Tidbits - October 3, 2013
- Re: Eliseo Medina, Who Reshaped Labor and Immigrant Rights Movements, Retires from SEIU (Nick Jones)
- Re: The American Exceptionalism Sweepstakes (Margie Bernard)
- Re: The Cult of the Selfish (Gary Kapanowski, Nina Udovicki)
- Re: US Atomic Bomb Detonation Avoided by 'The Slightest Margin of Chance' (Jack Radey)
- Re: The Impact and Echoes of the Wal-Mart Discrimination Case (Laurel MacDowell)
- Re: As US Government Shuts Down the Poorest Set to Lose Most (Romi Elnagar)
- Re: Mission Accomplished? Syria, the Anti-War Movement, and the Spirit of Internationalism (Dan Morgan, Ray Markey)
- Re: South Africa: The Tripartite Alliance Has Sold Its Soul (Sidney Horowitz)
- Re: The Sparks of Rebellion (Leonard J. Lehrman, Mitchel Cohen)
- Re: Reading Obama's Iran Speech (Mike Liston)
- Re: The NSA Deserves a Permanent Shutdown (Joe Maizlish)
- Re: Tech Boom Forcing Longtime S.F. Family Out of Home (Charles Ostman)
- Profiting off Prisoners -graphic resource (Aldo Baker)
- National Teach-In on Syria and U.S. Policy in the Region - Oct. 8
- 46th Anniversary of the Assassination of Comandante Ernesto Che Guevara - Bay Area - Oct. 19
- Sign on! Statement of Support to CUNY Students Attacked and Arrested in Peaceful Protests Against Ex-Gen. David Petraeus
- 2013 Organizing Boot Camps - United Students Against Sweatshops
- An Economic Bill of Rights for the 21st Century A conference celebrating the 25th anniversary of the - New York - Oct. 18
- Opening for Associate Publisher - In These Times
Congratulations to Randy Shaw for his frank and honest assessment of Eliseo Medina's history in the UFW and SEIU. Had Eliseo been able to continue his work for the farmworkers, many believe that the UFW would have been successful in building a union of several hundred thousand workers in California, Texas, and Florida. Eliseo was mostly responsible in establishing field offices with farm worker member leadership throughout California. With the field offices, UFW was on its way to building a democratic union. Like the boycott and legal departments, the field office department was derailed in an internal witch hunt which went across the entire union from 1976 onward.
UFW - 1966 - 1976
This is not the flag U.S. citizens should salute or support.
Thank you Leo for your insightful article. I hope the many will stop being distracted by their cell phones and began the hard but doable work of organizing a civil society strong enough to challenge the corporate takeover of our government.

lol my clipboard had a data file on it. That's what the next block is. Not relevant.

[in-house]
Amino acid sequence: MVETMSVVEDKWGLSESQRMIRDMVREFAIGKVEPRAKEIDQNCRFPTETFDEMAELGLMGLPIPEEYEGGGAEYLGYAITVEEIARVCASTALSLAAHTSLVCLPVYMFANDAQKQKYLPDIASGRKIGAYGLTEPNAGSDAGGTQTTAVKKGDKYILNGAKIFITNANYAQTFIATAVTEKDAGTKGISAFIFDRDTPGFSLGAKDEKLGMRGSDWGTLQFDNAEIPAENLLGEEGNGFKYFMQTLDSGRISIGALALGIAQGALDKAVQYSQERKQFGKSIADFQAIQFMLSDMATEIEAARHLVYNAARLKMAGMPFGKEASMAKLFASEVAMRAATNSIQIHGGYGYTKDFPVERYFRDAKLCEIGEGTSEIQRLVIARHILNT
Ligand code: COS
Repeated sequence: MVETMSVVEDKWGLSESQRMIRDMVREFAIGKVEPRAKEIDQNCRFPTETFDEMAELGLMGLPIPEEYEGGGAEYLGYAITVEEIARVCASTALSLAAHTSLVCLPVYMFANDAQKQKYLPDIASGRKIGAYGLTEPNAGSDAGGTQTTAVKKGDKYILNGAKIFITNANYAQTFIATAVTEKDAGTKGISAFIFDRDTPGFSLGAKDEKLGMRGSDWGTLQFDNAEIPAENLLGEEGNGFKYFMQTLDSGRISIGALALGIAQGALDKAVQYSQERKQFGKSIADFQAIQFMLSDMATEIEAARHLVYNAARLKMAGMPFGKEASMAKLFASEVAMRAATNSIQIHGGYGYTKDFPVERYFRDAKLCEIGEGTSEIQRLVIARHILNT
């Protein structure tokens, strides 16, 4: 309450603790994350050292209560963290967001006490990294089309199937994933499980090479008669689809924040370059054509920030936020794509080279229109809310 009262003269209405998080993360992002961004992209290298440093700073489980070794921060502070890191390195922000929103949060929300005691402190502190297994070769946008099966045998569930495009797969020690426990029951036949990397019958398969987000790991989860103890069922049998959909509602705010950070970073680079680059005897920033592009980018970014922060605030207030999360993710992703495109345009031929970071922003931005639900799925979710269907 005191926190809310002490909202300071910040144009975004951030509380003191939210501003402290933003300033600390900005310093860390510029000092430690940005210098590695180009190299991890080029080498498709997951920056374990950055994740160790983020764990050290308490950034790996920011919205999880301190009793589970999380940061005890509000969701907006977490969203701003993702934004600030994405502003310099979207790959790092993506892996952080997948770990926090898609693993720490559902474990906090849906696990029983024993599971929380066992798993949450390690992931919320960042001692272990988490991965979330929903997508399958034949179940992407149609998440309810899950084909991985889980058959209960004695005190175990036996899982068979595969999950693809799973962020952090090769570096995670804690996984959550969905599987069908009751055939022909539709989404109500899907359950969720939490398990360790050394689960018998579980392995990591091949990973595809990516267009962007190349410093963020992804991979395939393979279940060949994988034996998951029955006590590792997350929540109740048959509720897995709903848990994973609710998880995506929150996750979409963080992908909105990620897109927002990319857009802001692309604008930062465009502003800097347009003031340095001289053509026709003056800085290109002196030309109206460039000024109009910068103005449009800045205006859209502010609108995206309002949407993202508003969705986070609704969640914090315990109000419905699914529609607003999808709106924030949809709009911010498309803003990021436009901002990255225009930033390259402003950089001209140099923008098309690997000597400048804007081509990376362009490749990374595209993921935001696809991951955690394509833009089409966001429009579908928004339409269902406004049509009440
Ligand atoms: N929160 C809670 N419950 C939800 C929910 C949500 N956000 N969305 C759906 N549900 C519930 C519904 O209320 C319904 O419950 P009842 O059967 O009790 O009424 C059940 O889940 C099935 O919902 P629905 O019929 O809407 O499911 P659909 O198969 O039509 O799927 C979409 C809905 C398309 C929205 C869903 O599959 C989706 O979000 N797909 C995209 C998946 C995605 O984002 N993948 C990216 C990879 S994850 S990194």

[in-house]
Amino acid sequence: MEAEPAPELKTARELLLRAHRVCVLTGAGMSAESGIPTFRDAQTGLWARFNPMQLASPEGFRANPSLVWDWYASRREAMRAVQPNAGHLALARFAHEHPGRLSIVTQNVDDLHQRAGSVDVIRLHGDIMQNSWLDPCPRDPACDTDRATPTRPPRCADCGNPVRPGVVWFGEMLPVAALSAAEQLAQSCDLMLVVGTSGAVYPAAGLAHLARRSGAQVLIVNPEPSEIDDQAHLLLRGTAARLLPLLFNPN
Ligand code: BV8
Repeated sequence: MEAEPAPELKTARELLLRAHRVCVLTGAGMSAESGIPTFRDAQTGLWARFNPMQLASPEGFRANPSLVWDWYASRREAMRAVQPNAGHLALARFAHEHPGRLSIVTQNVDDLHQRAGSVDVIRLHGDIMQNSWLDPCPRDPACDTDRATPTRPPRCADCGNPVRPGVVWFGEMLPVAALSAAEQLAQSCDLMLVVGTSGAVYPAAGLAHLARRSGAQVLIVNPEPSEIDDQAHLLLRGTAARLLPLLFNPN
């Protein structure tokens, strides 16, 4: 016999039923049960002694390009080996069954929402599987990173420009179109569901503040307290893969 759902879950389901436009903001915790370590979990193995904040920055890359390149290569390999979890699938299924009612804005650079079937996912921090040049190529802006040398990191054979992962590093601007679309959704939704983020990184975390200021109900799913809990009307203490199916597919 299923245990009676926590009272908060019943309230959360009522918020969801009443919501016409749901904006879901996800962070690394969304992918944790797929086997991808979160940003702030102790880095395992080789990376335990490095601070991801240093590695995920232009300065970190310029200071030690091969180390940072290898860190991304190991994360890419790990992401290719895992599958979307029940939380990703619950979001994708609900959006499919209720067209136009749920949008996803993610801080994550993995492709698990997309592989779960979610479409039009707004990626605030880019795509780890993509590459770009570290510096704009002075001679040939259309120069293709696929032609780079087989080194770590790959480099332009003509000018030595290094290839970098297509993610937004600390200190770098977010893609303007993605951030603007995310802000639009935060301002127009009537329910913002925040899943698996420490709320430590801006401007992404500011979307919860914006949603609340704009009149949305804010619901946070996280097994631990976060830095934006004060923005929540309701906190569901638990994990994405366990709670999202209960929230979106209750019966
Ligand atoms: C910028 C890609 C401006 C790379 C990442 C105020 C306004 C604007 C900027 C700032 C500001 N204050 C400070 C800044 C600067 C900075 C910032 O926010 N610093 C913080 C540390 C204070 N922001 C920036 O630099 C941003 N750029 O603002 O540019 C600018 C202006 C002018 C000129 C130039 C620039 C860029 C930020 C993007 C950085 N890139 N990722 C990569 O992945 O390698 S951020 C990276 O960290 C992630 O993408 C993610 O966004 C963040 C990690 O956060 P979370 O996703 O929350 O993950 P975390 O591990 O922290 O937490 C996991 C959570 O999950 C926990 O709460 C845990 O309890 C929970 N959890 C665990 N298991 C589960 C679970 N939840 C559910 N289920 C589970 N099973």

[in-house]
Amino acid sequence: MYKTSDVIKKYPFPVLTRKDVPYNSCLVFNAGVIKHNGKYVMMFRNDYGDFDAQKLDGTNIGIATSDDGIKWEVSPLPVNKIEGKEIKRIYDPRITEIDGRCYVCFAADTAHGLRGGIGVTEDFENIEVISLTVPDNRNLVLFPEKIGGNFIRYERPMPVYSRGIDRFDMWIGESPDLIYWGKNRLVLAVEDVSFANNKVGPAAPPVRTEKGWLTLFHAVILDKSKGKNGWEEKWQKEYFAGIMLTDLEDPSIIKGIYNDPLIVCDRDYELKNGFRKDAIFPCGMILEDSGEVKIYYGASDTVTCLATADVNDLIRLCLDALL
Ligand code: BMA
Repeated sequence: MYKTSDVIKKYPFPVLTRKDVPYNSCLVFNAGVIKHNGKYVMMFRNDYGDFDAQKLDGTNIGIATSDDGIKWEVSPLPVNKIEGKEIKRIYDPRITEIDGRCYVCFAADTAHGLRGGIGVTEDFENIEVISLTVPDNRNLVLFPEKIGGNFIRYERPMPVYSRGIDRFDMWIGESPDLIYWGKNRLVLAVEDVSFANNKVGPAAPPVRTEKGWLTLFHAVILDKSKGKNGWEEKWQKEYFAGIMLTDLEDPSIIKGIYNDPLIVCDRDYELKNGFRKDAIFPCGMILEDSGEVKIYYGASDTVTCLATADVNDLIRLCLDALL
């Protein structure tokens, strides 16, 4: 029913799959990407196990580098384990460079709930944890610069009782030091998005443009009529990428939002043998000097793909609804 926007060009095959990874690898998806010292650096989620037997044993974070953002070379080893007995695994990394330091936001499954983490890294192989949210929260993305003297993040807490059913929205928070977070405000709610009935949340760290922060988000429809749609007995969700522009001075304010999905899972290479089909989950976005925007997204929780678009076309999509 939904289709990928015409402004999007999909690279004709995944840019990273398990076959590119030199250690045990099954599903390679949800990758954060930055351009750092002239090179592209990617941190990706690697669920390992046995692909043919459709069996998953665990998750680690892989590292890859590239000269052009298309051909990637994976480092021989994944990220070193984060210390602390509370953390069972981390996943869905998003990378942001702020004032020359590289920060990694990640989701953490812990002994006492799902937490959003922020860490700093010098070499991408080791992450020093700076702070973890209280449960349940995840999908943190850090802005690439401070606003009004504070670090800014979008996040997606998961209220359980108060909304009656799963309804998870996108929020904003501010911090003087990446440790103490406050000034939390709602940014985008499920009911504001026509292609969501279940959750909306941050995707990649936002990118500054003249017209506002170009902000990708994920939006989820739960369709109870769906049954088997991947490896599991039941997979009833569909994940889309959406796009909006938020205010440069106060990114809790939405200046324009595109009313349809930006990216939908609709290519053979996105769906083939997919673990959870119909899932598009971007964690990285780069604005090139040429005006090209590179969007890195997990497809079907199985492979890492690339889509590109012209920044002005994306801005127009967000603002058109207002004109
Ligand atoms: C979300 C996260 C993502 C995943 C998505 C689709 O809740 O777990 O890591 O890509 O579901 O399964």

Gary Kapanowski, Philadelphia Pa
The Cult of the Selfish is a brilliant article and needs to get the widest circulation possible - if possible even on the FOX network.
Ooopsie... Mind you it wasn't until Bush I that the Air Force was ordered to stop flying H-bombs over continental US...
Posted on Portside's Facebook page
As I read about the effect of the court decision that threw out the lawsuit by women at Walmart, and the assault on pensions by financial vultures, and the climate deniers' (backed by oil money) slick quotes last week when the Working Group 1 Report came out about climate change and now watch as the Tea party again gets the Republicans to threaten to shut down the government, I realize that not only are all of these actions dramatically reducing democracy in America, but the power shift behind them is a threat to the nation, and certainly to its leadership role in the world.
All my adult life I have been waiting for America to become more progressive and I have been disappointed consistently. I think Americans think about individual rights and think in terms of families but I don't think there is much of a concept of society, that people working together create the kind of country they want to live in. Groups that have tried to do that, such as unions, have been smashed. For awhile women in the feminist movement tried to change things. The environmentalists are trying to pull people together to fight climate change but are constantly harassed by the fossil fuels industry and backward politicians.
I fear for the future of America. Despite Americans' resilience and sometimes common sense, the very rich are organized and backward and they are not just trying to do away with social programs, assaulting the public education system, but are also challenging peoples right to vote, to march, to protest, to work at decent wages and to create a better place. Their place is isolated from the rest of us and guarded by armed servants. But now they seem to want to actually take power and that is what I call fascism. So I am disappointed and think the current scene will do nothing but create extreme problems for the country, and for the majority of Americans.It may be American exceptionalism but not of a variety that benefits anyone.It certainly is global corporate capitalism at its worst. The only way to combat it is to talk frankly about what is happening and organize politically. Of course that is hard when companies can spend unlimited amounts of money. This is a real unprecedented issue concerning American democracy. how can you have a democratic society when you have corporate autocracy?